Vamsi Mootha

Vamsi K Mootha is an Indian-born American physician-scientist and computational biologist. He is an Investigator of the Howard Hughes Medical Institute, Professor of Systems Biology and Medicine at Harvard Medical School, and is based in the Department of Molecular Biology at Massachusetts General Hospital. He is also an Institute Member of the Broad Institute.[1]

Vamsi K Mootha
Born
CitizenshipUnited States
EducationM.D.
Alma materStanford University
Harvard–MIT Division of Health Sciences and Technology
OccupationProfessor
EmployerHoward Hughes Medical Institute
Massachusetts General Hospital
Harvard Medical School

He and his research group have made fundamental major contributions to mitochondrial and systems biology. His group characterized the mammalian mitochondrial proteome, identified numerous Mendelian mitochondrial disease genes, discovered the full molecular identity of the mitochondrial calcium uniporter, and made the unexpected discovery that in animal models, low oxygen can prevent and alleviate mitochondrial disease. As a postdoctoral fellow he developed Gene Set Enrichment Analysis, an algorithm that is widely used in genomics and has been implemented into a popular software tool.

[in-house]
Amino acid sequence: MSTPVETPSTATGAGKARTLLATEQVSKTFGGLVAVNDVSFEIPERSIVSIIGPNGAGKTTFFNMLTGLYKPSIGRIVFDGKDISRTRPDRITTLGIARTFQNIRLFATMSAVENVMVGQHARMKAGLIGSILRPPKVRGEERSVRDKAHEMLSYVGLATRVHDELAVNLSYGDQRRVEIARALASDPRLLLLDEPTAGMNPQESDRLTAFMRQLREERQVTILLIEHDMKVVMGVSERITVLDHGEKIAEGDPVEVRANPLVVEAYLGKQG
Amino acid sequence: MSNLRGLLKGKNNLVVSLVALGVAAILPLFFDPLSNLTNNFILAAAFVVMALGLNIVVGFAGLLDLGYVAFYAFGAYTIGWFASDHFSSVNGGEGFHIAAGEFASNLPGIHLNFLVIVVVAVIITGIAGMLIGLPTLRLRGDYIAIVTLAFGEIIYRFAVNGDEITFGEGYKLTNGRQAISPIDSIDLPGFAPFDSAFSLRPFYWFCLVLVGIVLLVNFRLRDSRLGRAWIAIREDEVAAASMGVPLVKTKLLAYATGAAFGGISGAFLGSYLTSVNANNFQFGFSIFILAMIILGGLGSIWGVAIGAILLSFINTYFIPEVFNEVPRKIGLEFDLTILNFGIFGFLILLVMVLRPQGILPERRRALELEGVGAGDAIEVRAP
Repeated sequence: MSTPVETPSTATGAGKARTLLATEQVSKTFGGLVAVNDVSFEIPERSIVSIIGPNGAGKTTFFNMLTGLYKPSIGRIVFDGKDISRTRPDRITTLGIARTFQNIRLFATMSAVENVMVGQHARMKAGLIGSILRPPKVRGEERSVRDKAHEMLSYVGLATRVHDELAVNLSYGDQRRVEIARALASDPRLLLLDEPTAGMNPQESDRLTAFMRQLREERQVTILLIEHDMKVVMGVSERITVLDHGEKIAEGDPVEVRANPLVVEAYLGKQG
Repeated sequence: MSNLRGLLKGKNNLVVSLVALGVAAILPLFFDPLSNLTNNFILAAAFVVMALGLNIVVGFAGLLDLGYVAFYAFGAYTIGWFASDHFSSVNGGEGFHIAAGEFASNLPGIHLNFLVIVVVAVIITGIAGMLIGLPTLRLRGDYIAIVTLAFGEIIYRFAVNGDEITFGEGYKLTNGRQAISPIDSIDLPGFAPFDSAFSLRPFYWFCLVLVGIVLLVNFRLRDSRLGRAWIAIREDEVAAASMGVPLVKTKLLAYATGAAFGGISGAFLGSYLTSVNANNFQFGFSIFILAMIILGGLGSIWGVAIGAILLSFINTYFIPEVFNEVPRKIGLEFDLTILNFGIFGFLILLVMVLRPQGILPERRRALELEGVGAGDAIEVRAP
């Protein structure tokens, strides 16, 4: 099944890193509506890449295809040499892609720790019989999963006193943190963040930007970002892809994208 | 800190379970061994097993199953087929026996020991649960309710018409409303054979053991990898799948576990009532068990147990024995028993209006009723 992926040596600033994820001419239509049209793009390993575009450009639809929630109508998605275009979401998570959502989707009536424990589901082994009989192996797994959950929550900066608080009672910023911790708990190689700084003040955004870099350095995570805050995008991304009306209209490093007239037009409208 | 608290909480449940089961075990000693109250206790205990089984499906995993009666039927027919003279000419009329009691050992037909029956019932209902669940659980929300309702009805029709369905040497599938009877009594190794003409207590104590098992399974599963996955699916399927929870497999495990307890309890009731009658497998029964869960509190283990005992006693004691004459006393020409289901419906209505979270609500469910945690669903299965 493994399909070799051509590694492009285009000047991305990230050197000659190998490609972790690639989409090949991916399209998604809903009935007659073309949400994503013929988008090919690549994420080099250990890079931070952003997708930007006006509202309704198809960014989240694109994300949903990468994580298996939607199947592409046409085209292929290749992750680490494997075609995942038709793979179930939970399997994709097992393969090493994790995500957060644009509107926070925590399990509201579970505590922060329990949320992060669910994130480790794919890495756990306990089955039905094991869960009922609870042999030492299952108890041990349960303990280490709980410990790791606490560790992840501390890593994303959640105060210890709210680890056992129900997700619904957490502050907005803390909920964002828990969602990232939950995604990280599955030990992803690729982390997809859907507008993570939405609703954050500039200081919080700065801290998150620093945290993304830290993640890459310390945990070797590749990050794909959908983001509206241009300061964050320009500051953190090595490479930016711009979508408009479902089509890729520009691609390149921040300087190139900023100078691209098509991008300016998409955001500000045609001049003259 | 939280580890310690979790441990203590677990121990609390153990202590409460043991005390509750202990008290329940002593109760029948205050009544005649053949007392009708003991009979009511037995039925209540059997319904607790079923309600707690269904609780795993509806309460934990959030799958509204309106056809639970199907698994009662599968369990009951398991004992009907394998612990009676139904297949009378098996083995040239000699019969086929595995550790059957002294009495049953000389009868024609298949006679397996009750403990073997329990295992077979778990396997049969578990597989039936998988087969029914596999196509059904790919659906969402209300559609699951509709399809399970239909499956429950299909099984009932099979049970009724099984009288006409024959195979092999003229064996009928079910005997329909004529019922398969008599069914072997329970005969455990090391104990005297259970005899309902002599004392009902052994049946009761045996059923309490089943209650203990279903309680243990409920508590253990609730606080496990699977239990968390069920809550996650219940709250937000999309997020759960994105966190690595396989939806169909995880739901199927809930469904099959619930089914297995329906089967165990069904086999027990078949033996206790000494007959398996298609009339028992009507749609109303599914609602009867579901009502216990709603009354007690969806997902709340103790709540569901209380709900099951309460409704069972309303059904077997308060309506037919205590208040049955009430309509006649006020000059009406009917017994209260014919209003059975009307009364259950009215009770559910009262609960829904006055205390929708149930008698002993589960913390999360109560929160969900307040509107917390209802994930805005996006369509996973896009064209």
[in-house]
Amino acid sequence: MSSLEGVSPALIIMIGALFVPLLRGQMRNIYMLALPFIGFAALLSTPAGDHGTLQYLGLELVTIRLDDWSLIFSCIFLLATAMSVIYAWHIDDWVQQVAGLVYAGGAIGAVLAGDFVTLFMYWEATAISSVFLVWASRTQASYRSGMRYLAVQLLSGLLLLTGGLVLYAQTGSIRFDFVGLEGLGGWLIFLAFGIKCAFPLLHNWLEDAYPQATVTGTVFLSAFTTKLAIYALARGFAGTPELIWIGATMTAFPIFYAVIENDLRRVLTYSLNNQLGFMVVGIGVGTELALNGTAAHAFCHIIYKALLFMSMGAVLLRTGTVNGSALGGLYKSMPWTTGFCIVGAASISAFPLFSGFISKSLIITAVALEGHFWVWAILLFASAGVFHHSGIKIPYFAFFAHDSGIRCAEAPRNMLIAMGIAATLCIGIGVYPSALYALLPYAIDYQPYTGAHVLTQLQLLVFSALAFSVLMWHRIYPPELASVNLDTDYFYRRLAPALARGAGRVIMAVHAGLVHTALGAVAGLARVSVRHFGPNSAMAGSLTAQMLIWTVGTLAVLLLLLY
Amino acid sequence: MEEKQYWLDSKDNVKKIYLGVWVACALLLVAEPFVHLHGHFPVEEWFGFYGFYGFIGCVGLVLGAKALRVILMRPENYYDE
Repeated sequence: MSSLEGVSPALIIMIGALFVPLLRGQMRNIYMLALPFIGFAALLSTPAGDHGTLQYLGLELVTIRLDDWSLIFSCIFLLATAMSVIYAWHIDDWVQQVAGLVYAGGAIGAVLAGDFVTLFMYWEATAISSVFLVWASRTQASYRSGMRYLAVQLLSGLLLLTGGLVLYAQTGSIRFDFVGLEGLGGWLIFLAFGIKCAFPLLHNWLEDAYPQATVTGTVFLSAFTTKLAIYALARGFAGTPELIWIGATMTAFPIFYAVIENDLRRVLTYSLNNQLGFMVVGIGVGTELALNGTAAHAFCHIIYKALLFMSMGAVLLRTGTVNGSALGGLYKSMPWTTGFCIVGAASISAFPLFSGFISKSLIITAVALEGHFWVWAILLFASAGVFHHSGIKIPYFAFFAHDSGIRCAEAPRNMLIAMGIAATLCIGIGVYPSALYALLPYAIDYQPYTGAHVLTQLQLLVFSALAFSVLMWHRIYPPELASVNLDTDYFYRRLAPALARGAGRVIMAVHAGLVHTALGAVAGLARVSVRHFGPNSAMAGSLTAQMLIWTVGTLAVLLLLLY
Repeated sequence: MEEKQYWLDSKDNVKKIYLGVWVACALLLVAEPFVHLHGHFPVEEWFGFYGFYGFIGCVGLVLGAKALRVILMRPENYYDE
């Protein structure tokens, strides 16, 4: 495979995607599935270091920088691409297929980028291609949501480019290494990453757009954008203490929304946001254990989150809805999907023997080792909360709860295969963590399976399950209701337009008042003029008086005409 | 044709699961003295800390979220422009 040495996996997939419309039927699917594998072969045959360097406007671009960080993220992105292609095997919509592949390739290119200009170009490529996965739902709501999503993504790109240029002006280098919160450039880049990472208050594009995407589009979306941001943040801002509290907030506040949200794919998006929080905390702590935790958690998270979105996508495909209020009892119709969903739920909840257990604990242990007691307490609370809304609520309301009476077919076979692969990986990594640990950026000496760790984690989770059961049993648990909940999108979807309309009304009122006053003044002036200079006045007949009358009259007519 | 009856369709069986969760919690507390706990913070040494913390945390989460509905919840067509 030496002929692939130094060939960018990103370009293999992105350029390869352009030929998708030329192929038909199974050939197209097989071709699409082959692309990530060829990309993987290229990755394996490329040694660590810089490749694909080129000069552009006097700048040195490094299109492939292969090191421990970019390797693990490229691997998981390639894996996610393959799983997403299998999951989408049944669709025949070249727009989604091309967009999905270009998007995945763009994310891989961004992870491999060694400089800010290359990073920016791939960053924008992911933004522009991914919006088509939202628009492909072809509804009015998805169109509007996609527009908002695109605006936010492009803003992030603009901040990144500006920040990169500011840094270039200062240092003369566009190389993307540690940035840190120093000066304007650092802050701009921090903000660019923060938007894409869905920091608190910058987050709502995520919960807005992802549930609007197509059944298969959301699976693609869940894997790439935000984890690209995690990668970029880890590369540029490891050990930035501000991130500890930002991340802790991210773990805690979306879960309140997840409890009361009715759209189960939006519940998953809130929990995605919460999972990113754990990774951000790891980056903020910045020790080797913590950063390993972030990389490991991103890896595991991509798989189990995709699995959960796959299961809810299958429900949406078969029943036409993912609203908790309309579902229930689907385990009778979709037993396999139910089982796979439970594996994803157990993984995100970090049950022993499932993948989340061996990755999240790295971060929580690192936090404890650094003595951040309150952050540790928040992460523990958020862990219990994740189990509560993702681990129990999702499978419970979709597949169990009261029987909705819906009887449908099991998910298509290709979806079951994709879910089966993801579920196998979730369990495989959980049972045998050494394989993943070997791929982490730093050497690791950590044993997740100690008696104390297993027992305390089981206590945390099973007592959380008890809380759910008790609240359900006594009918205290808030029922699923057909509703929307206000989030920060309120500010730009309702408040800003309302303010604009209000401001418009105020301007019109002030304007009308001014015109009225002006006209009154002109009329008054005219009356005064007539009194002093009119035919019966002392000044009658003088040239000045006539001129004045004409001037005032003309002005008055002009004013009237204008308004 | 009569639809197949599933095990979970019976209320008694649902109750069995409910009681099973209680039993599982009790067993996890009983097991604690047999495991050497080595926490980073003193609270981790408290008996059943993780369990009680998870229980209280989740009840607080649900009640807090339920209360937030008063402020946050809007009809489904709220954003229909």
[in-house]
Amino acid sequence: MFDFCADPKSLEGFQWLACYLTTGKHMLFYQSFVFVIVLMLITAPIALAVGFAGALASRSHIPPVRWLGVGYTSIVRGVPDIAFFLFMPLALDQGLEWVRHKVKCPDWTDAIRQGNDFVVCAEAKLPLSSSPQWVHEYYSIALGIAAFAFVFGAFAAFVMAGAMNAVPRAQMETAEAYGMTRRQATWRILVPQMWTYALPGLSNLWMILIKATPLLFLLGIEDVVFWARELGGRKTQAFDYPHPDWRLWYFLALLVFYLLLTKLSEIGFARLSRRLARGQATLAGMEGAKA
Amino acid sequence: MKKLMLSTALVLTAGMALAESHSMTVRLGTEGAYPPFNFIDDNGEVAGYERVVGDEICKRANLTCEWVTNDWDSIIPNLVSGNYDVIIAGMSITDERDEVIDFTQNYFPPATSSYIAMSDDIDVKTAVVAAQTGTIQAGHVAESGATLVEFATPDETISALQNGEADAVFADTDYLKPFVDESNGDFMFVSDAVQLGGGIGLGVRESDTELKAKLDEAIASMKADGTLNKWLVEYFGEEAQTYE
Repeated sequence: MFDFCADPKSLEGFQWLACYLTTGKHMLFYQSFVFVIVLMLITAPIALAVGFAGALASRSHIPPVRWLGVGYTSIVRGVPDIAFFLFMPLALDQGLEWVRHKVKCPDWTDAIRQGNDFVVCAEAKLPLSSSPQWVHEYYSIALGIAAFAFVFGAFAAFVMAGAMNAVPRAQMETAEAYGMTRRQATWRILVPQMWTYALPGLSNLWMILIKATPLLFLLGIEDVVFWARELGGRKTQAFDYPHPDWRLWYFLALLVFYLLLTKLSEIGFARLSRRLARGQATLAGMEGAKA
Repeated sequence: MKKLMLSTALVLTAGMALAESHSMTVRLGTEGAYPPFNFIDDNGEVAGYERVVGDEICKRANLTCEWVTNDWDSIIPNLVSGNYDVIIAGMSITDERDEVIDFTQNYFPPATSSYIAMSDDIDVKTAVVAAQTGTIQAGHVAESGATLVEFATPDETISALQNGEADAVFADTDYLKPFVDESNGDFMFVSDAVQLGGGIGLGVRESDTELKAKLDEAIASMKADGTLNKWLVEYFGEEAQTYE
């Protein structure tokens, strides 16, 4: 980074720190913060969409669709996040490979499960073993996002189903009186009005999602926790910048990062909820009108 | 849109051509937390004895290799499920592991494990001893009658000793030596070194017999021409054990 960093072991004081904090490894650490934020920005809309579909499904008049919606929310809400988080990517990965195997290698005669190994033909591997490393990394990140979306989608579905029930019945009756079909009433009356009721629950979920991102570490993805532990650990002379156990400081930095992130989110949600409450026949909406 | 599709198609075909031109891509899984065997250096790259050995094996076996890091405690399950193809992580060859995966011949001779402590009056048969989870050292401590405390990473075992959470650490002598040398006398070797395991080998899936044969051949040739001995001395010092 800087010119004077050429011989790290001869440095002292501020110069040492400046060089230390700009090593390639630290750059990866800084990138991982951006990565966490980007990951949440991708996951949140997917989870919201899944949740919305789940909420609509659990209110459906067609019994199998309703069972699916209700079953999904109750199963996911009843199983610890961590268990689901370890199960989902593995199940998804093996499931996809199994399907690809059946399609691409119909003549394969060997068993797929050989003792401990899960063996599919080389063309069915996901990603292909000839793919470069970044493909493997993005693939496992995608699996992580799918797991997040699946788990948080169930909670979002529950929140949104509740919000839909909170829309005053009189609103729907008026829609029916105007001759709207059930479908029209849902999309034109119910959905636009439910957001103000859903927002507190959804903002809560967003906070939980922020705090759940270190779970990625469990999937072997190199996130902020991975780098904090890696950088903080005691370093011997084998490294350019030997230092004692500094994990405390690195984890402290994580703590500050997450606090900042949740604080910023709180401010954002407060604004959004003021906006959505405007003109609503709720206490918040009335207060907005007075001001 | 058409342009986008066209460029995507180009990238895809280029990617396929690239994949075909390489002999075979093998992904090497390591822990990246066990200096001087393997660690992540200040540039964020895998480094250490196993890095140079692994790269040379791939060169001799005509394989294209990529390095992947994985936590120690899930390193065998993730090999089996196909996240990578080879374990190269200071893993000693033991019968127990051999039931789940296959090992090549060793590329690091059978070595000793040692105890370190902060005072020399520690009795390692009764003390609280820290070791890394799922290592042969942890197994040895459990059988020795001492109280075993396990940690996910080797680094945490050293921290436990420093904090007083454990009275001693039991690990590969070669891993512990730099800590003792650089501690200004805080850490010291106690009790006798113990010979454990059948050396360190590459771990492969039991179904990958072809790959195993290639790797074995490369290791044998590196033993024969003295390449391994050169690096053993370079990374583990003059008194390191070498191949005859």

He is a 2004 recipient of the Macarthur Foundation "genius award". He received the 2008 Daland Prize from the American Philosophical Society and a 2014 Padma Shri Award from the Republic of India, one of the highest civilian awards given by the Indian government.[2][3][4][5] He was elected to the United States National Academy of Sciences in 2014. In 2016, he was awarded the King Faisal International Prize for Science [6]

Mootha graduated from Kelly High School in Beaumont, Texas. Mootha received his BS in Mathematical and Computational Science from Stanford University and his M.D. from Harvard University. He completed his internship and residency in internal medicine at Brigham and Women's Hospital in Boston, and then pursued postdoctoral training with Eric Lander at the Whitehead Institute/MIT Center for Genome Research.[7]

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